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J Biol Chem. 1995 Mar 31;270(13):7703-11.

The rad21 gene product of Schizosaccharomyces pombe is a nuclear, cell cycle-regulated phosphoprotein.

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  • 1Department of Biology, University of California at San Diego, La Jolla 92093-0322, USA.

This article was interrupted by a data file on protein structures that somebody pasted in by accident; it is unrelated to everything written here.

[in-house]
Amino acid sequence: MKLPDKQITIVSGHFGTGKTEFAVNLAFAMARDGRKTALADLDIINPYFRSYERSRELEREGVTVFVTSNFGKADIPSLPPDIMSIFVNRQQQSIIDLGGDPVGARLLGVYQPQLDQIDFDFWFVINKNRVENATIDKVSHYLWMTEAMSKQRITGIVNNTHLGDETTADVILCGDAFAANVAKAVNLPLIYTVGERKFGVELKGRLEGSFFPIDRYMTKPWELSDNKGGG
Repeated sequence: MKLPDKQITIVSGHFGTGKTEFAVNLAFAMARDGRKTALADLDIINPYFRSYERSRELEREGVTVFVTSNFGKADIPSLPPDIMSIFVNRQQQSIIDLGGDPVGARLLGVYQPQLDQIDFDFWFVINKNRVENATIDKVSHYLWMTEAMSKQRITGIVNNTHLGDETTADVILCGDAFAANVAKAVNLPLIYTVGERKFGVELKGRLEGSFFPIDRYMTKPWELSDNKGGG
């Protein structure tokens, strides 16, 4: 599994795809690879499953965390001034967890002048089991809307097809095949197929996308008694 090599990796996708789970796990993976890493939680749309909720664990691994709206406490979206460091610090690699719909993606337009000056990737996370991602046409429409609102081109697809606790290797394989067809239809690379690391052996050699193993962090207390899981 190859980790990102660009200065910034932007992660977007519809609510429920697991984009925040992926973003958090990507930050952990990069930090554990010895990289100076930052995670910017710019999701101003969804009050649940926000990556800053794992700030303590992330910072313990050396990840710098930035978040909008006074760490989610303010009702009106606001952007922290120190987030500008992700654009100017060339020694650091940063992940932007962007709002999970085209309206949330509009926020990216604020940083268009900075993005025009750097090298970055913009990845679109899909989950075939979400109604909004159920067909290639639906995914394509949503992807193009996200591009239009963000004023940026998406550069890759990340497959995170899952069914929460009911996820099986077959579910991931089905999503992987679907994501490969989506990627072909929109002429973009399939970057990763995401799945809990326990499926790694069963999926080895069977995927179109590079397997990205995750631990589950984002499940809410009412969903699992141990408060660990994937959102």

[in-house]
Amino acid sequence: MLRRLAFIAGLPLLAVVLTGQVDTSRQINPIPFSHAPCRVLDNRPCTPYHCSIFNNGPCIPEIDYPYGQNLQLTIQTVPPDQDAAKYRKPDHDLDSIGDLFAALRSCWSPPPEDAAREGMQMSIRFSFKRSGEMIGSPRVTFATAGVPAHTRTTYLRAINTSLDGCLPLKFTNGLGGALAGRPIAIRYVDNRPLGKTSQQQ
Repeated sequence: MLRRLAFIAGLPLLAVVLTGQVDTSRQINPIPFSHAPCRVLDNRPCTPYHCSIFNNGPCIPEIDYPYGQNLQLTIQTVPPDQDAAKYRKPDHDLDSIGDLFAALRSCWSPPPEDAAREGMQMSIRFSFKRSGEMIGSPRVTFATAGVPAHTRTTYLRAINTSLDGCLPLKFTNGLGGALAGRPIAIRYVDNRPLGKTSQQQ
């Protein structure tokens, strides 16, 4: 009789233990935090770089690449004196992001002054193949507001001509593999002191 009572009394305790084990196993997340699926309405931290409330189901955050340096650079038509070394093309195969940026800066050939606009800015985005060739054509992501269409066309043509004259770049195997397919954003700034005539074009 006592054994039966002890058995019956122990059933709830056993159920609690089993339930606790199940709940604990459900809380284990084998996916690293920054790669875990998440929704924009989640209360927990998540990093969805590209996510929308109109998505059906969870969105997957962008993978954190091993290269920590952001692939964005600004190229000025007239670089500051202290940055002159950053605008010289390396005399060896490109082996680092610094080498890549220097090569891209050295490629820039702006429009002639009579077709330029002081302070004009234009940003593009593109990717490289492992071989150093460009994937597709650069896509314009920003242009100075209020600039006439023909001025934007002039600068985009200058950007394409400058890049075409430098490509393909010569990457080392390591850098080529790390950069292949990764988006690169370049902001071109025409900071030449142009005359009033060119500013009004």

The rad21 gene of Schizosaccharomyces pombe is involved in the repair of double-strand breaks in DNA and is essential for mitotic growth (Birkenbihl, R. P., and Subramani, S. (1992) Nucleic Acids Res. 20, 6605-6611). We show that the Rad21 protein migrates with an aberrantly slow mobility, has a thrombin cleavage site, and is multiply phosphorylated mainly at serine residues. The expression of the rad21 mRNA and the Rad21 protein is cell cycle-regulated, with the peak of mRNA and protein expression occurring near the G1 to S transition. Following translation of the protein, hypophosphorylated forms of the protein appear. However, the most phosphorylated form of Rad21 appears only later in the cell cycle (in S to G2). Analysis of the radiosensitive mutant rad21-45 revealed that the mutant protein is permanently hypophosphorylated. The Rad21 protein is nuclear during the cell cycle. The nuclear localization signal was identified in the C-terminal third of the protein. Upon repression of the Rad21 protein expressed from the repressible nmt1 promoter, the unphosphorylated and hypophosphorylated forms of Rad21 disappeared first. When the concentration of the most highly phosphorylated form of Rad21 sank under a critical level, the cells underwent aberrant mitoses. They exhibited loss of proper nuclear organization and abnormal septation.

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